William Alexander Percy

(1885-1942 / United States)

Biography of William Alexander Percy

William Alexander Percy poet

William Alexander Percy (May 14, 1885 – January 21, 1942), was a lawyer, planter, and poet from Greenville, Mississippi. His autobiography Lanterns on the Levee (Knopf 1941) became a bestseller. His father LeRoy Percy was the last United States Senator from Mississippi elected by the legislature. And in that largely Protestant state, William championed the Roman Catholicism of his French mother.

Percy attended the Episcopal University of the South in Sewanee, Tennessee, a postbellum tradition in his family, spent a year in Paris and then earned a law degree from Harvard and practiced law in his father's firm in Greenville. Percy joined the Commission for Relief in Belgium in November 1916 and served in Belgium as a delegate until the withdrawal of American personnel upon the U.S. declaration of war in April 1917. He served in the US Army in World War I, earning the rank of Captain and the Croix de Guerre. From 1925 to 1932 he edited the Yale Young Poets series, the first of its kind in the country. He also published four volumes of poetry himself with the Yale University Press.

A Southern man of letters, Percy befriended many fellow writers, Southern, Northern and European, including William Faulkner. He socialized with Langston Hughes and other people in and about the Harlem Renaissance. Will was a sort of godfather to the Fugitives, or Southern Agrarians, as John Crowe Ransom, Allen Tate and Robert Penn Warren were often called, at Vanderbilt.

Percy's family was plagued with suicides, including his first cousin LeRoy Pratt Percy. William adopted his cousin's children, Walker Percy and two siblings, LeRoy and Phin after their parents' death. LeRoy went on to marry Sarah Farish, the exquisite daughter of Will Percy's law partner, Hazelwood Farish and took charge of the Percy family plantation, Trail Lake. Phin married and moved to New Orleans to practice law.

Percy's most well known work is his memoir, Lanterns on the Levee: Recollections of a Planter's Son (Alfred A. Knopf, New York 1941). His other works include the text of "They Cast Their Nets in Galilee," which is included in the Episcopal Hymnal 1982 (Hymn 661), and the Collected Poems (Knopf 1943). One piece by Percy is included under the name A.W. Percy in Men and Boys, an anonymous anthology of Uranian poetry (New York, 1934).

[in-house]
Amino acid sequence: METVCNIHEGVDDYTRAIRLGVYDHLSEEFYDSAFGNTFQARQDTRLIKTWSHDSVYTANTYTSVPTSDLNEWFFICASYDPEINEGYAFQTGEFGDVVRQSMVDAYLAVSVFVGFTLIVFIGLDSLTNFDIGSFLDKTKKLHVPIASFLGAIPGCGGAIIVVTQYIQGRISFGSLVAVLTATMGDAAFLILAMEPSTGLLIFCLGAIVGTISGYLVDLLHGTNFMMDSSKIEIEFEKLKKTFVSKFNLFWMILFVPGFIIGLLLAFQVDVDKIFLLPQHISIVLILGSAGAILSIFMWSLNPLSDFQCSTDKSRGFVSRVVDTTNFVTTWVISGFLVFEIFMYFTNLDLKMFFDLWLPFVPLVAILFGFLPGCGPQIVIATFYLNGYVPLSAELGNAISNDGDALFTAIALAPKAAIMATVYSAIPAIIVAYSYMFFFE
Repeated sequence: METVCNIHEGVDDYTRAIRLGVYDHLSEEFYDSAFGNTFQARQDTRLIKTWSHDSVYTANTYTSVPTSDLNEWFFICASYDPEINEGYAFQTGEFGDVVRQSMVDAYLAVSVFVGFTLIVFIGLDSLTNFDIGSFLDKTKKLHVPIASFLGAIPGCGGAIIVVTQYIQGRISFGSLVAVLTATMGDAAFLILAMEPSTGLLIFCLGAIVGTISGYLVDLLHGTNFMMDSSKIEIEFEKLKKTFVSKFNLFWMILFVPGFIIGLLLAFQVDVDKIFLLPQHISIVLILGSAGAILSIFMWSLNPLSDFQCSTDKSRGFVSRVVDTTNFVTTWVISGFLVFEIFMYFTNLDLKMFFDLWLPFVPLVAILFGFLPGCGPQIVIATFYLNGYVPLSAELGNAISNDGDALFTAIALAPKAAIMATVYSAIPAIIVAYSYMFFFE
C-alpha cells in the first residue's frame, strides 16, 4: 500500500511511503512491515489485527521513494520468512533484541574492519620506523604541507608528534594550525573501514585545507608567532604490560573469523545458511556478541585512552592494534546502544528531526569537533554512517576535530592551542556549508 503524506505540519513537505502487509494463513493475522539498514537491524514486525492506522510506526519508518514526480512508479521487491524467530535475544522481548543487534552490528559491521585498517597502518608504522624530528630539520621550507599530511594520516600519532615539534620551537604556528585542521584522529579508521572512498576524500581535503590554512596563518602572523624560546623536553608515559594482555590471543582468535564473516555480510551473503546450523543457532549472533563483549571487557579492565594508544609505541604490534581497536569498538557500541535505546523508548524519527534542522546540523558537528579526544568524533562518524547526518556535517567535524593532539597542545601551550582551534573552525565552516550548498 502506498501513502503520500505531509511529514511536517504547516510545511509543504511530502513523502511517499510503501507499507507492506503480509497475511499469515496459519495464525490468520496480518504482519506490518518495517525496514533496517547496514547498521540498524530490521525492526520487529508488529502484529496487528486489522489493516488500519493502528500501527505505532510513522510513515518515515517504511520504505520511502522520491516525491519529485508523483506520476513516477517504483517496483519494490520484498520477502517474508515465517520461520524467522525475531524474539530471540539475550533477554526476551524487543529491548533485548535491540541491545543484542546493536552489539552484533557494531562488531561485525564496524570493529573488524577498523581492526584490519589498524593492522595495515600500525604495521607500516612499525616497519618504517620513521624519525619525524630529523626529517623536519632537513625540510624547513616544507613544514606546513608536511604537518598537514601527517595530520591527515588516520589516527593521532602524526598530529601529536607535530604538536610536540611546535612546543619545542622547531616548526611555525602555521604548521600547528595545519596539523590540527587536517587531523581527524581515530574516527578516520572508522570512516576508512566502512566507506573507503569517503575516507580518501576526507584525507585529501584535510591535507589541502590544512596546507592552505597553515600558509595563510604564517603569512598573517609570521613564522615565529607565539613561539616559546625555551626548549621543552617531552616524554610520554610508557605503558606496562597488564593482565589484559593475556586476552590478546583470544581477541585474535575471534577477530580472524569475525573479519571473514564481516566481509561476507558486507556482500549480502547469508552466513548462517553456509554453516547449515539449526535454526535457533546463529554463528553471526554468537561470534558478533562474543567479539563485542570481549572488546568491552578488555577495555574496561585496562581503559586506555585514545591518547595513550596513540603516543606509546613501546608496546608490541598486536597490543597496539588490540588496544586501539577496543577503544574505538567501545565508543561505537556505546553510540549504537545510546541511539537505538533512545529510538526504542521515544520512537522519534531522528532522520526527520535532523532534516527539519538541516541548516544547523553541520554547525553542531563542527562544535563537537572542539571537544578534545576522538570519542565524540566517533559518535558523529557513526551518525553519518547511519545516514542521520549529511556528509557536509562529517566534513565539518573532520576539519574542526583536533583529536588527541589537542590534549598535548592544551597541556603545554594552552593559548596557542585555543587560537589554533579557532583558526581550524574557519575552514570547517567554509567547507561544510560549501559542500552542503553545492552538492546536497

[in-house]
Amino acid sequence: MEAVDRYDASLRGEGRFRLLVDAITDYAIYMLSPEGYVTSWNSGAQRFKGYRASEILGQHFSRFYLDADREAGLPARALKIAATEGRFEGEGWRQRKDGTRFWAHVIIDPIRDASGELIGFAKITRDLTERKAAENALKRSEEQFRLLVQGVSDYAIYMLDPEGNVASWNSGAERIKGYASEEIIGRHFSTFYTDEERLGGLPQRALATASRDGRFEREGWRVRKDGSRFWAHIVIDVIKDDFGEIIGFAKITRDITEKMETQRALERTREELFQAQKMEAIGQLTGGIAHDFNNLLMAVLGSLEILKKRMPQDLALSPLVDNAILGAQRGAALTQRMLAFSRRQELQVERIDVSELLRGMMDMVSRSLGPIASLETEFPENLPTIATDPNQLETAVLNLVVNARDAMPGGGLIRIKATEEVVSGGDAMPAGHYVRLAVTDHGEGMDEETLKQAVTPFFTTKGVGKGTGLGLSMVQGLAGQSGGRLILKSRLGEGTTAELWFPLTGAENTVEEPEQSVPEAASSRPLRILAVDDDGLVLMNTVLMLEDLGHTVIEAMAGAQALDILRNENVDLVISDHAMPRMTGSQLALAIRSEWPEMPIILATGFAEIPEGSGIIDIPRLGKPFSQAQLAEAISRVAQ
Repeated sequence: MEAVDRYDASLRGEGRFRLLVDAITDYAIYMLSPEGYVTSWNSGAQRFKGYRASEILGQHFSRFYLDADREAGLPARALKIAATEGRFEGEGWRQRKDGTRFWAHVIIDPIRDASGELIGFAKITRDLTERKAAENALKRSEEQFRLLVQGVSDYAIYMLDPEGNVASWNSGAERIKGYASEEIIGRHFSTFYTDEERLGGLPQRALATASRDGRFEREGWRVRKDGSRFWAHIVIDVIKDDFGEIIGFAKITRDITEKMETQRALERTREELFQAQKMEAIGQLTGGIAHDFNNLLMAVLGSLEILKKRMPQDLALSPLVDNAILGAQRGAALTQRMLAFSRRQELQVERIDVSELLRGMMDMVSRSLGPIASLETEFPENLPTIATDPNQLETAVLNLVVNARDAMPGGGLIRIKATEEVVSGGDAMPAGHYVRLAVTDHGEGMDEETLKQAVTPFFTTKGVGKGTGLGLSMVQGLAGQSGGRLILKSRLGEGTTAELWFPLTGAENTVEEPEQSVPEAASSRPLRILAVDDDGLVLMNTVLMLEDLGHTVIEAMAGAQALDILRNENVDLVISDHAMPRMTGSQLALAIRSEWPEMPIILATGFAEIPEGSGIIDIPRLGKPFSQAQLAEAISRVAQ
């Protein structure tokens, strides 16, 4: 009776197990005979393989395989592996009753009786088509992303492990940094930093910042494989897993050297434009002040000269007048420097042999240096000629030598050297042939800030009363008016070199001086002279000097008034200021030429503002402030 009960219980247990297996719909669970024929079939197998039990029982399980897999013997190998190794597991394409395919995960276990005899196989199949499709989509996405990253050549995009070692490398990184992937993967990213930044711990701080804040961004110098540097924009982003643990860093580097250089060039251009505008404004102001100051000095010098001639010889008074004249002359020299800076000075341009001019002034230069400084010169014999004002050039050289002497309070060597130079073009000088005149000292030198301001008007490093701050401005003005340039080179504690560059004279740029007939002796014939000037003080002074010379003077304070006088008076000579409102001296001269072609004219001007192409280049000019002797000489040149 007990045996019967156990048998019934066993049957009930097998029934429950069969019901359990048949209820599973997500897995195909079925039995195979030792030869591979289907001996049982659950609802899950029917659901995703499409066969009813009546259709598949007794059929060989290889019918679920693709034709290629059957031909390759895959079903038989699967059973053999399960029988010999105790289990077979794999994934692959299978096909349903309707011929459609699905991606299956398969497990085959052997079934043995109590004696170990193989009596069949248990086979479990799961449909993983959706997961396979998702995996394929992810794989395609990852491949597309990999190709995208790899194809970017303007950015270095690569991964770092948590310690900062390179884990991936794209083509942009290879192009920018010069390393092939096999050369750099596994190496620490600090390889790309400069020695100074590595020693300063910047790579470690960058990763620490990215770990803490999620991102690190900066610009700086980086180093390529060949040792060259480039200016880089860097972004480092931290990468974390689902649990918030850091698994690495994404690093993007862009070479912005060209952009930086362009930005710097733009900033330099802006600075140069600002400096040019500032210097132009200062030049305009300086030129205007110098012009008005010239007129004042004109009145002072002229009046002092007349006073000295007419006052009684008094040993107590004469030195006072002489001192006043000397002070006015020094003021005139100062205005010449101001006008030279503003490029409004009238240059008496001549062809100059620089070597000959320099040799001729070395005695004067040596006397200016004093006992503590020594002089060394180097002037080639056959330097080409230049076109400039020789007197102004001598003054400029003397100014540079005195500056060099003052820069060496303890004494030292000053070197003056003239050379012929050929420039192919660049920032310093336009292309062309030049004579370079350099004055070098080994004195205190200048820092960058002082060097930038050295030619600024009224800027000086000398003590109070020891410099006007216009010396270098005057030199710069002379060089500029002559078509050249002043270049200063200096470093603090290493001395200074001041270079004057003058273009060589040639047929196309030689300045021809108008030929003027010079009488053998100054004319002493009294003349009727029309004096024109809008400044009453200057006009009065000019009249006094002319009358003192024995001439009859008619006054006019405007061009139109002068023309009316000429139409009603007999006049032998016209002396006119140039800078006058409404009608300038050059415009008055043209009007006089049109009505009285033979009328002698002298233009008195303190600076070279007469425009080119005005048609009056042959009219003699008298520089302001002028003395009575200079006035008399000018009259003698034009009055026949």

A friend of Herbert Hoover from the Belgium Relief Effort during the early years of World War I, he was put in charge of relief during the great flood of 1927, when an area larger than all New England (minus Maine) was inundated. During the flood, thousands of blacks fleeing inundated farms and plantations sought refuge on the levee in Greenville. Percy believed that they needed to be evacuated to Vicksburg, Mississippi and ships were prepared to remove them. However, local planters, including Percy's own father, opposed this decision, believing that if the blacks were removed from the area, they would never return. Percy capitulated and the ships left Greenville empty. Thereafter, conditions on the levee deteriorated and Percy received his share of negative press. He later resigned his post and left for a trip to Japan the following day.

Percy never married, and it was widely assumed by many of his contemporaries, though hardly ever mentioned, that he was gay. William Armstrong Percy wrote extensively about his cousin's sexuality.

The William Alexander Percy Library in Greenville, Mississippi is named for him.

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I heard a bird at break of day
   Sing from the autumn trees
A song so mystical and calm,
   So full of certainties,
No man, I think, could listen long
   Except upon his knees.
Yet this was but a simple bird,
   Alone, among dead trees.

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